Before Puppet 4.0.0 there was basically only the data types; String, Boolean, Array, Hash, and Undef. Most notably missing were numeric types (Numeric, Integer, and Float). In Puppet 4.0.0 those and many other types were defined and implemented in a proper type system. This was all good, but a few practical problems were not solved; namely data conversion. In Puppet 4.5.0 there is a new feature that will greatly help with this task. But first lets look at the state of what is available in prior versions.
rnelson0, 2 weeks, 2 days | Source: RNELSON0Edit: In an earlier edition, I credited the wrong newsletter as the source. My apologies to R.I.Pienaar! In this past week’s DevCo Newsletter, I saw the Rebex SSH Check, which reminded me that I’ve locked down the SSH server security configuration at work, but not at home. Sounds like a good opportunity to blog about […]
Anonymous, 2 weeks, 4 days | Source: Example 42When using a Puppet Agent - Puppet Master setup it is required that the Puppet Master has information about classes which a node should receive. This process is called Node Classification. There are several possible ways on how to do this. This posting will cover several different options Node Classification in Puppet environment manifests Node classification in Hiera Node classification on external sources Node Classification in Puppet environment manifests The most cenvenient way to classify nodes is using Puppet environment manifests data. This is the default behavior for any Puppet Open Source installation. It uses the manifests directory structure which is ...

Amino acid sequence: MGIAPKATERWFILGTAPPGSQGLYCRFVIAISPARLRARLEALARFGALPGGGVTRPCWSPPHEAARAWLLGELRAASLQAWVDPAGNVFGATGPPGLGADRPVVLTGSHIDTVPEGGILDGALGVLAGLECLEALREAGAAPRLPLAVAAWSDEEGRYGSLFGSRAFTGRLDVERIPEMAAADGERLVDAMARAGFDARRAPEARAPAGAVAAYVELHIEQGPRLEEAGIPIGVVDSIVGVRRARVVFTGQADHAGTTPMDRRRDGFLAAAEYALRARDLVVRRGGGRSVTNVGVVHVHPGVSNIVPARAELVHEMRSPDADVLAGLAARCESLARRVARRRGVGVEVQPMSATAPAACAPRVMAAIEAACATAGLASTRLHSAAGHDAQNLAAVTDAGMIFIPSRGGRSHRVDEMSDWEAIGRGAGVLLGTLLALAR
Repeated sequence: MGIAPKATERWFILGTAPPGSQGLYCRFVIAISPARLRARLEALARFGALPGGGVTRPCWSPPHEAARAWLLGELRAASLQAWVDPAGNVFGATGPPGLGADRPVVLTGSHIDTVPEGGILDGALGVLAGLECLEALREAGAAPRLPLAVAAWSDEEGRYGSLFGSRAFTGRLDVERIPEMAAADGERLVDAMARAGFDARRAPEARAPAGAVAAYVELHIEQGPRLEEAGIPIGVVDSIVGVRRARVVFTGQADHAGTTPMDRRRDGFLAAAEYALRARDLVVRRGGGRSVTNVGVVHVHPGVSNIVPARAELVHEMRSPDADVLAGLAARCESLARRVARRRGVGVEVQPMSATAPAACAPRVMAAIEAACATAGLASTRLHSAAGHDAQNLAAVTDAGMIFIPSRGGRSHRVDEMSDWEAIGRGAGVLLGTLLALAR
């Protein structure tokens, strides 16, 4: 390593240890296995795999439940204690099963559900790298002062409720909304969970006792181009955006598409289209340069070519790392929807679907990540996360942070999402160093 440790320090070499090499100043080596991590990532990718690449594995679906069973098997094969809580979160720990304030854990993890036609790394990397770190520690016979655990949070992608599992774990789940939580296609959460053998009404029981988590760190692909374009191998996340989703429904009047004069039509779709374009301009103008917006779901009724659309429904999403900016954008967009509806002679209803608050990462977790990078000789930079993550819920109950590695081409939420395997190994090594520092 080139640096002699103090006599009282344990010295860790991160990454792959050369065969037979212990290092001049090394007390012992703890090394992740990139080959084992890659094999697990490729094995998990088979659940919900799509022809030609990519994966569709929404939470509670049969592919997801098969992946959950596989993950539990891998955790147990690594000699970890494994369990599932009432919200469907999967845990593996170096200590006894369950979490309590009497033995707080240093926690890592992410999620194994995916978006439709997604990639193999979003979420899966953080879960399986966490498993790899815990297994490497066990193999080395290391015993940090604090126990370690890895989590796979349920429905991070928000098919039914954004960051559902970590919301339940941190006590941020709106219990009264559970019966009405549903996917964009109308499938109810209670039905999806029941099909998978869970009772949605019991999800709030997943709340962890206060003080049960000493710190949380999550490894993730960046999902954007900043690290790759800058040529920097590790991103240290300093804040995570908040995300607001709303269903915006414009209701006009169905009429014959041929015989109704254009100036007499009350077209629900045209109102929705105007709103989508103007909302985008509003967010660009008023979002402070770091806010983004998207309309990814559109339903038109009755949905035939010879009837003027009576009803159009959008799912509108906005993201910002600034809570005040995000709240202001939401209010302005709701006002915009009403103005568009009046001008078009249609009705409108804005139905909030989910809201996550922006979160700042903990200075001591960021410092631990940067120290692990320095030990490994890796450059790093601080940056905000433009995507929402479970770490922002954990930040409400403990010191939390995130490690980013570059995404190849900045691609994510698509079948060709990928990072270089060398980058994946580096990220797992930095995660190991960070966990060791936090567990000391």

rnelson0, 2 weeks, 5 days | Source: RNELSON0If you missed the news this past week, the Puppet 5 Platform was released! Read the announcement and the release notes for some great details. Congratulations to everyone at Puppet for getting this new release out the door. I’m looking forward to diving in with it as soon as a Puppet Enterprise release is out, […]
Anonymous, 3 weeks, 4 days | Source: Example 42Working on Puppet code with least possible effort requires a properly setup of a suitable workstation environment. Usually everybody starts playing around with different sets of utilities and tools, learning the hard way about the best usable setup. This article will guide you to a setup, providing a proper basis for initially working with PSICK, Puppet or Ruby in general. Puppet Development is based on Ruby. The first thing we need is a Puppet recommended Ruby version. As version can change from release to release, therefor we need some flexibility on Ruby versions being available. Puppet provides a website with ...